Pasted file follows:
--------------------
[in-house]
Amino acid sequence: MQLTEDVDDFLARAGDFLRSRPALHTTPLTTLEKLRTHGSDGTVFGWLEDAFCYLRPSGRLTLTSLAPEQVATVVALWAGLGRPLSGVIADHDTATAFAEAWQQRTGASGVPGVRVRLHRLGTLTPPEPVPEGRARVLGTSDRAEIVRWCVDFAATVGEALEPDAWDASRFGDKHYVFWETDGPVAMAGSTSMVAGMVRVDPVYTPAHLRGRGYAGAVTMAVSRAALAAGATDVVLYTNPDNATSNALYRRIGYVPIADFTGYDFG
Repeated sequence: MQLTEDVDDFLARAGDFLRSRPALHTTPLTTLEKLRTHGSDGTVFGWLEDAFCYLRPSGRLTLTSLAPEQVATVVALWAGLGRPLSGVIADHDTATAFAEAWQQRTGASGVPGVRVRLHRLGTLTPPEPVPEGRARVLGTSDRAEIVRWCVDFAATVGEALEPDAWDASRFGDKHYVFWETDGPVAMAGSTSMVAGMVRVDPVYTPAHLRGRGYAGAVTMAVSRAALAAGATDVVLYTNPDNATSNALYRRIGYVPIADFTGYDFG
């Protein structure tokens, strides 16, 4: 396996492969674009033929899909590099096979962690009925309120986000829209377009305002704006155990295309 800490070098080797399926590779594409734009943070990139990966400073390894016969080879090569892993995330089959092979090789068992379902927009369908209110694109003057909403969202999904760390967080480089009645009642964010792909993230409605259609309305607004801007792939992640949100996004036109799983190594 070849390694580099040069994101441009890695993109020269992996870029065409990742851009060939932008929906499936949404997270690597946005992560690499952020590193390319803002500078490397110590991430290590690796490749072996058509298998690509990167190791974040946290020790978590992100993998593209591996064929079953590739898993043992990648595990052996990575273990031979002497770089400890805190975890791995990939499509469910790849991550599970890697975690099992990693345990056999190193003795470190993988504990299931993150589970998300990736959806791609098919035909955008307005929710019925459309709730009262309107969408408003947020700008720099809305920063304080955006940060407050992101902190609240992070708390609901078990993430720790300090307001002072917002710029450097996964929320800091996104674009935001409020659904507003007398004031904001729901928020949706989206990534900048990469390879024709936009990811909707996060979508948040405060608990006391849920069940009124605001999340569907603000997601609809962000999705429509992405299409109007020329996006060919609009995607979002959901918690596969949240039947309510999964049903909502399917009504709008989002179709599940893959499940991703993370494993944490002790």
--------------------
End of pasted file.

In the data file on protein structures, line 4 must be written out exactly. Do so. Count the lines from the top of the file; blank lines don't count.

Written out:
């Protein structure tokens, strides 16, 4: 396996492969674009033929899909590099096979962690009925309120986000829209377009305002704006155990295309 800490070098080797399926590779594409734009943070990139990966400073390894016969080879090569892993995330089959092979090789068992379902927009369908209110694109003057909403969202999904760390967080480089009645009642964010792909993230409605259609309305607004801007792939992640949100996004036109799983190594 070849390694580099040069994101441009890695993109020269992996870029065409990742851009060939932008929906499936949404997270690597946005992560690499952020590193390319803002500078490397110590991430290590690796490749072996058509298998690509990167190791974040946290020790978590992100993998593209591996064929079953590739898993043992990648595990052996990575273990031979002497770089400890805190975890791995990939499509469910790849991550599970890697975690099992990693345990056999190193003795470190993988504990299931993150589970998300990736959806791609098919035909955008307005929710019925459309709730009262309107969408408003947020700008720099809305920063304080955006940060407050992101902190609240992070708390609901078990993430720790300090307001002072917002710029450097996964929320800091996104674009935001409020659904507003007398004031904001729901928020949706989206990534900048990469390879024709936009990811909707996060979508948040405060608990006391849920069940009124605001999340569907603000997601609809962000999705429509992405299409109007020329996006060919609009995607979002959901918690596969949240039947309510999964049903909502399917009504709008989002179709599940893959499940991703993370494993944490002790």